snowpocalypse: Erskine edition

In case you live under a rock, or on the opposite side of the world, or in the tropics, let me be the first to tell you that the southeastern United States got snow dumped on us this past week.   Actually, I think I read somewhere that 49 of the 50 states in the Union have snow on the ground.  How often does that happen??

We had classes cancelled Wednesday, Thursday, AND Friday this week.  Yes, that means I am currently just past halfway through an unexpected 5-day weekend.  Some of us have been grateful for the extra time to work on papers or study for postponed tests.  Some of us have spent our days [and nights] having snowball fights and building igloos (no, really. there’s a picture further on).  Some of us have discovered how difficult it is to walk gracefully–and walk without slipping–on icy snow.  Some of us experienced our first EVER snow day (poor Floridians!).  Some of us discovered the magic of snow cream.  And ALL of us have enjoyed the extra sleep and fun time with our friends!  Below are some photos I took this week.

outside of Moffatt Dining Hall

outside of Moffatt Dining Hall

someone built a snowman under the Towers! (Erskine Building and Philo Hall in the background)

someone built a snowman under the Towers! (Erskine Building and Philo Hall in the background)

looking out of Carnegie over the parking lot and softball field

looking out of Carnegie over the parking lot and softball field

looking out of my ice-covered car window

looking out of my ice-covered car window

obligatory snow selfie, because I adore snow.

obligatory snow selfie, because I adore snow.

frozen fountain!

frozen fountain!

the Engler house on Pedestrian Highway looking even prettier than usual

the Engler house on Pedestrian Highway looking even prettier than usual

Since many of you have probably not been at Erskine when there was snow on the ground (this is only my 2nd experience in my 4 years), and since I have a lot of friends who are talented photographers, I thought I would share Erskine snow days through the eyes of my fellow students.  There is a lot of scrolling, but I promise it’s worth it.  Thank you so much to all of my friends who have agreed to let me peruse their Facebook and Instagram accounts and include their photos in this post. [Click on any photo for a larger version.]

what a stylish snowman! photo from Autumn Horne '17

what a stylish snowman! photo from Autumn Horne ’17

roommates having fun in the snow! Cali Colbert & Jordan Joseph, both c/o '17

roommates having fun in the snow! Cali Colbert & Jordan Joseph, both c/o ’17

looking toward Belk Hall (background) with Bowie Arts Center to the right. photo by Ashley Strickland '17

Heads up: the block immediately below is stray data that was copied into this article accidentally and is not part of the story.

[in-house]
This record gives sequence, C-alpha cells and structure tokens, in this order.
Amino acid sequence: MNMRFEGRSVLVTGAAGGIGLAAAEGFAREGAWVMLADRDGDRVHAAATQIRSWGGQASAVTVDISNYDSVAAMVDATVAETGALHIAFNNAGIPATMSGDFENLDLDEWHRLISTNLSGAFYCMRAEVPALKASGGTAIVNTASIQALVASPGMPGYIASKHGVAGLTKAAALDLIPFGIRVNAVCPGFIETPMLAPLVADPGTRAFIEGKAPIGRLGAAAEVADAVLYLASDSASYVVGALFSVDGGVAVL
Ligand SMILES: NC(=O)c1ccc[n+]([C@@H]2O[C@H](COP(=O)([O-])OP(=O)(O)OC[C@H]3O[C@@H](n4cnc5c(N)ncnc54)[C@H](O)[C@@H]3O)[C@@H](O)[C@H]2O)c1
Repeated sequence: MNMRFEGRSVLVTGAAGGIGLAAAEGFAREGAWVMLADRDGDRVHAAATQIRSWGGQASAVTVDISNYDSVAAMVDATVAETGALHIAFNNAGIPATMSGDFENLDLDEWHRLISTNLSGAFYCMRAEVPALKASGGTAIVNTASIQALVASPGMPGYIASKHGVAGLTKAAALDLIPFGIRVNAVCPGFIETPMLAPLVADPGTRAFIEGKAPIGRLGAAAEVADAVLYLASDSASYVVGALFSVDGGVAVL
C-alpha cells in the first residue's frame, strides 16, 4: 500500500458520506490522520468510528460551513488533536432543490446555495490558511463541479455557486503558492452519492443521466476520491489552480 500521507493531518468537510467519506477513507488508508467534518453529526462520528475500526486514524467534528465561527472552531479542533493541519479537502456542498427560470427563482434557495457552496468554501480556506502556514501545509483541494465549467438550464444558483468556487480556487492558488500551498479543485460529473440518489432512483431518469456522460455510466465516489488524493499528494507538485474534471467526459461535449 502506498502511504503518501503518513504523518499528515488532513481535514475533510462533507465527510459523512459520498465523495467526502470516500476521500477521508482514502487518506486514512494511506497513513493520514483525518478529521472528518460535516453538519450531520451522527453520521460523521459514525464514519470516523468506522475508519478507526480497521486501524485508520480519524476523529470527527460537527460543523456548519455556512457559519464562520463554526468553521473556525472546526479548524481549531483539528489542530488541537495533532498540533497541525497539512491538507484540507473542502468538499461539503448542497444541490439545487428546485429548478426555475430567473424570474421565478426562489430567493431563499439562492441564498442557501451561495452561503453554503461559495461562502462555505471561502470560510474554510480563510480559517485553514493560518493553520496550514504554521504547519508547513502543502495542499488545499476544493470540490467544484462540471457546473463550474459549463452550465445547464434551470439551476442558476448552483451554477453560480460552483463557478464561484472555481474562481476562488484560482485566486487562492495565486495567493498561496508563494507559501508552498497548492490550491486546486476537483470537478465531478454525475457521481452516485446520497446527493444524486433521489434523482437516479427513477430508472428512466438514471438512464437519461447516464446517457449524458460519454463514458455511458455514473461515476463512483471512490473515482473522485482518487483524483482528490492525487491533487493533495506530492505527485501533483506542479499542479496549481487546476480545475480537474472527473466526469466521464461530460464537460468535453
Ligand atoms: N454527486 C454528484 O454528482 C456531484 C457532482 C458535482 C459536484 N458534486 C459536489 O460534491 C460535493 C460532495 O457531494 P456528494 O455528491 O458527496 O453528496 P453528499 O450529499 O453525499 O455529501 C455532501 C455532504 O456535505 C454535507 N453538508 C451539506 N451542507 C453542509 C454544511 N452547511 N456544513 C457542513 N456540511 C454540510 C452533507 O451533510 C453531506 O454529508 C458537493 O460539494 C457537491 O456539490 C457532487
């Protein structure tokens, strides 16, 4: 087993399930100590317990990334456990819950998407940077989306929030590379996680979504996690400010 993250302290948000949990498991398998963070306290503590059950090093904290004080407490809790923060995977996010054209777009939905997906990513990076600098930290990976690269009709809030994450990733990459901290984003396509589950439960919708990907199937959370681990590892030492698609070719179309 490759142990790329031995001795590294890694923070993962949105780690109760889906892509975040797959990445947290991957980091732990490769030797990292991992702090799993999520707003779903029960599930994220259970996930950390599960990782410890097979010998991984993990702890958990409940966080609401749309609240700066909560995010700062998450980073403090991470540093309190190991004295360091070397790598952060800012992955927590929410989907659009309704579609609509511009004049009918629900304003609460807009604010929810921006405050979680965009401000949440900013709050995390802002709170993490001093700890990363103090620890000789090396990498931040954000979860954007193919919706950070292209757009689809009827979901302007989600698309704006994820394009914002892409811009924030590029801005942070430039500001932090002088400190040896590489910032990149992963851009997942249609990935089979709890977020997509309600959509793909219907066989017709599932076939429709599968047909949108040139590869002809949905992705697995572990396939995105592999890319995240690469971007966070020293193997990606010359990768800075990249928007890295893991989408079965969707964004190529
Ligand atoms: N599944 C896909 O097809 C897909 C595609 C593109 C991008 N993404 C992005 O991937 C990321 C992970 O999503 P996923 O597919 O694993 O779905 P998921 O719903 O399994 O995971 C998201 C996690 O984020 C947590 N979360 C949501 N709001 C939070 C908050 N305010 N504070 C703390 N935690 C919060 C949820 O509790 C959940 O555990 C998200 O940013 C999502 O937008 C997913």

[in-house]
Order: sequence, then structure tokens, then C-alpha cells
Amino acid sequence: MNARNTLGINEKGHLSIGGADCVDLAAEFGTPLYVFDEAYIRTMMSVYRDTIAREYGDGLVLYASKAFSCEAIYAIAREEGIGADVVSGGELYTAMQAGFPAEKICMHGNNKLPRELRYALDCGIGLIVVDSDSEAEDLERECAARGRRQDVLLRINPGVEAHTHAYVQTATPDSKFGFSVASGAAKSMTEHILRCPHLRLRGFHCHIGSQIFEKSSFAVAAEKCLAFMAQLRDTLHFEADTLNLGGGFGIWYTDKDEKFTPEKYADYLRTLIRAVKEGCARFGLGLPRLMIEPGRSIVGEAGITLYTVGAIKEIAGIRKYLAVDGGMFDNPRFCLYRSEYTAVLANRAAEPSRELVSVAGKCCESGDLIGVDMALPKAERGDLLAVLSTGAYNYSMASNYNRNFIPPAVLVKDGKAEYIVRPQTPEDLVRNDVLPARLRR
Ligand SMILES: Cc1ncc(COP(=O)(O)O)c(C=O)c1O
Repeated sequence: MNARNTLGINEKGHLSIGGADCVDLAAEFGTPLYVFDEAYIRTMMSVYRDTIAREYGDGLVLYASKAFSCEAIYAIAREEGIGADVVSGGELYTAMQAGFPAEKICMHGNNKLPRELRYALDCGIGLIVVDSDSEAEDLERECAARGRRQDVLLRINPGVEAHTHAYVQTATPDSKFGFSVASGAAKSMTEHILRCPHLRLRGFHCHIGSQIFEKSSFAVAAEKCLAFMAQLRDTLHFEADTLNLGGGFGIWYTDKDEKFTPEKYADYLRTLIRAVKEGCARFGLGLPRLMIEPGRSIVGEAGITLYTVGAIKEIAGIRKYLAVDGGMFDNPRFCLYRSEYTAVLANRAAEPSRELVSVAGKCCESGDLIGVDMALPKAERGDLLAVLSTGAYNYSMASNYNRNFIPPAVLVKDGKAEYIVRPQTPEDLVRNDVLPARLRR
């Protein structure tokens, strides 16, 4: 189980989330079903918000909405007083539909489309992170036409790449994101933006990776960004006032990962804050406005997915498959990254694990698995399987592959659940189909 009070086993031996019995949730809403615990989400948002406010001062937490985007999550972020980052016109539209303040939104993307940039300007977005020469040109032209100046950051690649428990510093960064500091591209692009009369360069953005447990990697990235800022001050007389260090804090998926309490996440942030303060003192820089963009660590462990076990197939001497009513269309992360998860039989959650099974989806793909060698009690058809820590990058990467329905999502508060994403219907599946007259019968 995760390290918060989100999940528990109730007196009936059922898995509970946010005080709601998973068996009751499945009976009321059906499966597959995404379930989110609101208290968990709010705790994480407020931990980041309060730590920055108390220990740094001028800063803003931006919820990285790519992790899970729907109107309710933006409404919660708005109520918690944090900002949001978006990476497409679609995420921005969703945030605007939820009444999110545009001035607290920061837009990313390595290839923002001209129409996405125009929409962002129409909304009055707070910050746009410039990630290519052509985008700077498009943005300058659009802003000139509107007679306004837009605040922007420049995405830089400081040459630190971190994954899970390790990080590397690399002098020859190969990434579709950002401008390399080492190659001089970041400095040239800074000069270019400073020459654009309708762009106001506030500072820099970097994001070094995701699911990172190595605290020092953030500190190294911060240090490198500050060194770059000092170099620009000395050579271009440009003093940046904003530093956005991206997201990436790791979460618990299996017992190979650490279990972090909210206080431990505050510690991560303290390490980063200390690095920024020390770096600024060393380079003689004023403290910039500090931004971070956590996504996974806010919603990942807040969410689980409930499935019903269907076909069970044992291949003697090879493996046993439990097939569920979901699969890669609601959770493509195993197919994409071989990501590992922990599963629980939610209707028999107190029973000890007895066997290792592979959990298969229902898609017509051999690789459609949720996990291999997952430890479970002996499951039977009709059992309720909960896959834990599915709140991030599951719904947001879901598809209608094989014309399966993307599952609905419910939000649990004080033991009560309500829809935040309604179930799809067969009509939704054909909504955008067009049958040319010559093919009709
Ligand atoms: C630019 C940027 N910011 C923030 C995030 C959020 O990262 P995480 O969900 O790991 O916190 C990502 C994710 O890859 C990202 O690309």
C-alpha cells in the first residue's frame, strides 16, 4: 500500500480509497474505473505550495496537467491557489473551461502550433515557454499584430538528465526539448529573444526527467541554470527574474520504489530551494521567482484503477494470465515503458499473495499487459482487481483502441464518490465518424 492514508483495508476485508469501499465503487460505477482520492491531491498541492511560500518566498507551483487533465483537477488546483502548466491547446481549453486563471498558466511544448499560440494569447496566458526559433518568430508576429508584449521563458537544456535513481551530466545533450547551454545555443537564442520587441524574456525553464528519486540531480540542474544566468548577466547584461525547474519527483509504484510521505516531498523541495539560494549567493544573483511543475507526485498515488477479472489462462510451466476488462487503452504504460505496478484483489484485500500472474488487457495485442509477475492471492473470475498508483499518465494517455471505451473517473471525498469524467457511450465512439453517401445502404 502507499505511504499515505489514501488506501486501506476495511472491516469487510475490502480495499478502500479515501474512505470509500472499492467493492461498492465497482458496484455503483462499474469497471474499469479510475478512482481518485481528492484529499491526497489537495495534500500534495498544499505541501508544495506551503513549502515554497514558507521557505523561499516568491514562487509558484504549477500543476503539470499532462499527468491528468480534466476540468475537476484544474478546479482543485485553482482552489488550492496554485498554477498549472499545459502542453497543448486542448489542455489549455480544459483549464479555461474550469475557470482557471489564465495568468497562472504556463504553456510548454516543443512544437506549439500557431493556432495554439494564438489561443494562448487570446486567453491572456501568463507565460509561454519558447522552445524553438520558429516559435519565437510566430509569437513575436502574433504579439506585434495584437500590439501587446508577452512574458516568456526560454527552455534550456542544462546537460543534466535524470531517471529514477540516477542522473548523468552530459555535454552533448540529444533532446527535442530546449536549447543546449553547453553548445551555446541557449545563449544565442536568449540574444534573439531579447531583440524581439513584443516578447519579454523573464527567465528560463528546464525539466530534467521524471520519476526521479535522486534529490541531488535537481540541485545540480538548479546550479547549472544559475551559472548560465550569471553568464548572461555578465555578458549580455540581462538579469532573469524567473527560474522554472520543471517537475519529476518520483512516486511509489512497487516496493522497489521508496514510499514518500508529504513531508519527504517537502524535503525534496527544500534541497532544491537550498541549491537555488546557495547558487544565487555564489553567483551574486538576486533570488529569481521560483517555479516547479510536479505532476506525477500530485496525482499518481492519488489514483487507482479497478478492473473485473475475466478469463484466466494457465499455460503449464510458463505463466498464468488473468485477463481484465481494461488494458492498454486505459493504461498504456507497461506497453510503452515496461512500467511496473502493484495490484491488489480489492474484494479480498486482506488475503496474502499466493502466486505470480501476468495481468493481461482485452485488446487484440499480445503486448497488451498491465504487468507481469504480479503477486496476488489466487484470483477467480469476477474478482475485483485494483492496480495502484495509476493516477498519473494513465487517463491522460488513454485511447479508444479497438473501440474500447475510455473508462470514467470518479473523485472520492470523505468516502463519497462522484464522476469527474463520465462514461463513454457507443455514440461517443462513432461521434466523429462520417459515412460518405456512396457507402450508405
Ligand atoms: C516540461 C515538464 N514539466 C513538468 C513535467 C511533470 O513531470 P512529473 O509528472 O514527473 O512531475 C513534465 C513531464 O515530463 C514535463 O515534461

looking toward Belk Hall (background) with Bowie Arts Center to the right. photo by Ashley Strickland ’17

friends in the snow! Danica Newton & Ross McEwan, both c/o '17

friends in the snow! Danica Newton & Ross McEwan, both c/o ’17

ready to go sledding! Norma Deluna & Clarissa Stiving, both c/o '17

ready to go sledding! Norma Deluna & Clarissa Stiving, both c/o ’17

I've always loved this tree; Belk Hall is to the right. photo by Sami Maree '14

I’ve always loved this tree; Belk Hall is to the right. photo by Sami Maree ’14

during and before the snow; photo by Sami Maree '14

during and before the snow; photo by Sami Maree ’14

Erskine Building, photo by Sarah Baroody '16

Erskine Building, photo by Sarah Baroody ’16

photo by Sarah Baroody '16

photo by Sarah Baroody ’16

Erskine bushes outside of the library, photo from Sarah Baroody '16

Erskine bushes outside of the library, photo from Sarah Baroody ’16

Someone gave the statue some hipster accessories a few weeks ago. photo from Tegan Van Rijn '17

Someone gave the statue some hipster accessories a few weeks ago. photo from Tegan Van Rijn ’17

photo from Tegan Van Rijn '17

photo from Tegan Van Rijn ’17

looking out of the dorm window; photo by Mika Goyette '15

looking out of the dorm window; photo by Mika Goyette ’15

Pete Savarese (’15) braved the snow in crutches (and shorts!) to spend some more time on the soccer field

Sally Caldwell & Clara Formby, both c/o '16

Sally Caldwell & Clara Formby, both c/o ’16

photo from Sally Caldwell,'16

photo from Sally Caldwell,’16

Galloway in the snow; photo by Corey Marks '16

Galloway in the snow; photo by Corey Marks ’16

photo by Corey Marks '16

photo by Corey Marks ’16

a group of "Erskimos" spent hours building an igloo on The Circle! Over 30 people, including the Due West police, helped out. photo from Jeanne Bell

a group of “Erskimos” spent hours building an igloo on The Circle! Over 30 people, including the Due West police, helped out. photo from Jeanne Bell

photo by Miranda Guthrie '16

photo by Miranda Guthrie ’16

the Erskine Building, photo from Tegan Van Rijn '17

the Erskine Building, photo from Tegan Van Rijn ’17

Alumni Gate, photo by Sami Maree '14

Alumni Gate, photo by Sami Maree ’14

Euphie Hall, photo by Sami Maree '14

Euphie Hall, photo by Sami Maree ’14

Anna Raquel  Robison & Danica Newton, both c/o '17

Anna Raquel Robison & Danica Newton, both c/o ’17

looking toward Memorial Hall; photo from Danica Newton '17

looking toward Memorial Hall; photo from Danica Newton ’17

Norma Deluna ('17) catching snowflakes

Norma Deluna (’17) catching snowflakes

looking across the mall toward Watkins Student Center, photo from Sarah Baroody '16

looking across the mall toward Watkins Student Center, photo from Sarah Baroody ’16

Erskine blessings

Merry Christmas everyone!  Today is born our Savior!  I pray that the holiday season finds you and your family healthy, happy, and enjoying the many blessings God has bestowed upon you.  I know that, personally, I am so grateful for surviving the last month of school, including a rather stressful exam week.